PARIS: Europe’s robot lab Philae has made follow-up contact with Earth more than a day after sending home its first message in nearly seven months since landing on a comet, its ground operators said Monday.
The lander reestablished contact early Monday morning GMT, and is now “completely awake”, Jean-Yves Le Gall, president of the French CNES space agency told television station France 2.
After a long hibernation with its batteries run down, Philae sent home its first message on Saturday night after a crucial solar recharge.
It landed on comet 67P/Churyumov-Gerasimenko on November 12 after an epic 10-year trek piggybacking on its mothership Rosetta.
But instead of harpooning itself onto the iceball’s surface, the lander bounced several times before settling at an angle in a dark ditch.
It had enough stored battery power for about 60 hours of experiments, enabling it to send home reams of data before going into standby mode.
The hope was that better light as the comet approaches the Sun would recharge Philae’s batteries enough for it to reboot, then make contact, and ultimately carry out a new series of experiments.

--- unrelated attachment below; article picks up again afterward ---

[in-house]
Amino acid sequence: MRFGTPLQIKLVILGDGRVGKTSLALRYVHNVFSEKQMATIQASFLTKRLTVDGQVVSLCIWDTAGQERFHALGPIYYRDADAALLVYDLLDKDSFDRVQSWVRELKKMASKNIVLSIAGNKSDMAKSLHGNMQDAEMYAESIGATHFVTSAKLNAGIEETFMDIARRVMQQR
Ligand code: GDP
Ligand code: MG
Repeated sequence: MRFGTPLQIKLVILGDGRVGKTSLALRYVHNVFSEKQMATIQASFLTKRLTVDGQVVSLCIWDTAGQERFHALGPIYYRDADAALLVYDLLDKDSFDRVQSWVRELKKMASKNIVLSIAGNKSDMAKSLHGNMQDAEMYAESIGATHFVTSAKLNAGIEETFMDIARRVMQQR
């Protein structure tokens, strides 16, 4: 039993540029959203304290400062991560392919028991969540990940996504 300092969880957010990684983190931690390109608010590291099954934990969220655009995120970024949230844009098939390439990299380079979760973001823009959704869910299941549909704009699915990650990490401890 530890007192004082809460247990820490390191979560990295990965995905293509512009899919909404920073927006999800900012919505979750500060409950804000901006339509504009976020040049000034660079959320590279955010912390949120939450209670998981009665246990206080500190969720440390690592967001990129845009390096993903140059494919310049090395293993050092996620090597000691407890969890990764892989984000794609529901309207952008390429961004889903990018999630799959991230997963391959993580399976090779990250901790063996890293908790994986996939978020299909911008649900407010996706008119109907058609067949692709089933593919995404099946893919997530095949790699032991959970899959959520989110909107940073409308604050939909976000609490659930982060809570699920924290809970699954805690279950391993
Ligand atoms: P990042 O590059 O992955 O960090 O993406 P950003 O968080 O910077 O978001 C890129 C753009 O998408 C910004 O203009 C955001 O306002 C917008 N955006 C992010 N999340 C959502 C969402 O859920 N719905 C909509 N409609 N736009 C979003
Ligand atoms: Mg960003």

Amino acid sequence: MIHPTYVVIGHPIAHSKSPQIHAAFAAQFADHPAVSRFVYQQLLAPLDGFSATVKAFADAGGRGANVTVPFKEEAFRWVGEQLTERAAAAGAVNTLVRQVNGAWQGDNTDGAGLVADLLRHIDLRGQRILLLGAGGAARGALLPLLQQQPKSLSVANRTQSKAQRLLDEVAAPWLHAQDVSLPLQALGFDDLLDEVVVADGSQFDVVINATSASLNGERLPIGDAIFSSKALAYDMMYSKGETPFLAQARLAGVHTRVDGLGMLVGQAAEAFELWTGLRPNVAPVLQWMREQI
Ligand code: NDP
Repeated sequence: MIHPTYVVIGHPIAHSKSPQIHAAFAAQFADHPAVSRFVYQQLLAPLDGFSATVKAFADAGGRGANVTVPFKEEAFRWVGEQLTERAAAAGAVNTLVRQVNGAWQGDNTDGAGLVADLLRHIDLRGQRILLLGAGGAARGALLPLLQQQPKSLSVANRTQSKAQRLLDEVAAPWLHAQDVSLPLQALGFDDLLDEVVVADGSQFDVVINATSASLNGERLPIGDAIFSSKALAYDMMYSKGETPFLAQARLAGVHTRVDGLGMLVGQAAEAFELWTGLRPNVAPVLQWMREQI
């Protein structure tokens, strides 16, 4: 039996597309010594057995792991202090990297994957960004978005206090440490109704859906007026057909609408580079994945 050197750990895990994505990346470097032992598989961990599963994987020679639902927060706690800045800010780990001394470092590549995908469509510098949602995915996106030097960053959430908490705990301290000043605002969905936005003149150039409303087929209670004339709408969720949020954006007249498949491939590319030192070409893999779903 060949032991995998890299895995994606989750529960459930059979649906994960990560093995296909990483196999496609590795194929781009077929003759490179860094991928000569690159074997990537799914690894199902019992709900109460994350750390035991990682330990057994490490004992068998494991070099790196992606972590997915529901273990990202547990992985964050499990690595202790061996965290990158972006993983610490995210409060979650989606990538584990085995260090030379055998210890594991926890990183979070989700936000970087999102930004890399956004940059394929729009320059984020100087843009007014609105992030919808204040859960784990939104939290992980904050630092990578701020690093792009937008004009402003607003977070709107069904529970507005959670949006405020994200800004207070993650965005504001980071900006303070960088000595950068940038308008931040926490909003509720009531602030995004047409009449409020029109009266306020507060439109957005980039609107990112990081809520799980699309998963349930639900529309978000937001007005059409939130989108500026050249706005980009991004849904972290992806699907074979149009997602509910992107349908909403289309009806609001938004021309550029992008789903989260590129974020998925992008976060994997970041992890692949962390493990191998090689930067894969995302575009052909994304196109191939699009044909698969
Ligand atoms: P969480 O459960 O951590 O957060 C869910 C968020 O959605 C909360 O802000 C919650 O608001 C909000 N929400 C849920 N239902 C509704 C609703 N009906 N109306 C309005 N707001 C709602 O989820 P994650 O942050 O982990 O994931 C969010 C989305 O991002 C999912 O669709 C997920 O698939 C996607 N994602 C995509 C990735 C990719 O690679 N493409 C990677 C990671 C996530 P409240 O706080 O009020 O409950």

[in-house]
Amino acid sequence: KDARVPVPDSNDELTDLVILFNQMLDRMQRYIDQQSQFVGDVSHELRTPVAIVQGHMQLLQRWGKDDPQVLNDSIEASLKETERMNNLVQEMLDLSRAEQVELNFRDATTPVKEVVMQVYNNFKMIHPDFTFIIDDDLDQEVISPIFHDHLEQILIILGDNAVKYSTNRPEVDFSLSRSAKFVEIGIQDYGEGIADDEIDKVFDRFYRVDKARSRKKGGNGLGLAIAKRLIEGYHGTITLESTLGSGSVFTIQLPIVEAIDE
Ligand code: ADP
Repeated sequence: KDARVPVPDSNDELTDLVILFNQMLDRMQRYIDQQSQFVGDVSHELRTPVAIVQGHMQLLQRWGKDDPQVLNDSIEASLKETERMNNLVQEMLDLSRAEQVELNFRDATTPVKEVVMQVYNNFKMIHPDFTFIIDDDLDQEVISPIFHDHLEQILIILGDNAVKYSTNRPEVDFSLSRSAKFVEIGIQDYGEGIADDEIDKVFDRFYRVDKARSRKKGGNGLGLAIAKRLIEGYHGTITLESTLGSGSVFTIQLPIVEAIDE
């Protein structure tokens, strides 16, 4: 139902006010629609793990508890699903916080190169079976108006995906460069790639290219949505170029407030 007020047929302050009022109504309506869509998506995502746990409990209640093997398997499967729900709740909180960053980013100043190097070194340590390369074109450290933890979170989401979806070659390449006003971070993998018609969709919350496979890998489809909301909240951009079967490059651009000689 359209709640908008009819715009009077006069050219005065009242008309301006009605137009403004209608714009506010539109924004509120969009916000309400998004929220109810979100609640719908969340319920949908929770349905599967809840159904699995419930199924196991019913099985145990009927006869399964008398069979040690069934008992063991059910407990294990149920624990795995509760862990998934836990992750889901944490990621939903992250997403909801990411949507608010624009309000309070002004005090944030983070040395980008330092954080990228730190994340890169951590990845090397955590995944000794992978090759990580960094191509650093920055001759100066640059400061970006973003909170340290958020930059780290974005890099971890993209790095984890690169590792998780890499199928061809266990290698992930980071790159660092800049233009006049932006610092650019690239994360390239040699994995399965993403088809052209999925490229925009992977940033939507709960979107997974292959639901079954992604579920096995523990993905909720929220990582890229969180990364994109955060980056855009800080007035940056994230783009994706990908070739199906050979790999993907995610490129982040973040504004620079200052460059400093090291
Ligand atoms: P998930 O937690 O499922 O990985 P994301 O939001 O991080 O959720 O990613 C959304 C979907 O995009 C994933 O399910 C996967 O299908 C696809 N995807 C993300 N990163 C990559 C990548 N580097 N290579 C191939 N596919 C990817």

The comet on which Philae is perched is now 215 million kilometers (134 million miles) from the Sun and 305 million km from Earth, racing at a speed of 31.24 km a second.
It is approaching perihelion, the closest point to the Sun in the comet’s orbit, on August 13, after which “67P” will veer off again into the deeper reaches of space.
Le Gall said the comet was by now in full activity, with “bursts of gas, bursts of dust, and thanks to Philae, we can observe it all first-hand.”
The mission seeks to unlock the long-held secrets of comets—primordial clusters of ice and dust that scientists believe may reveal how the Solar System was formed.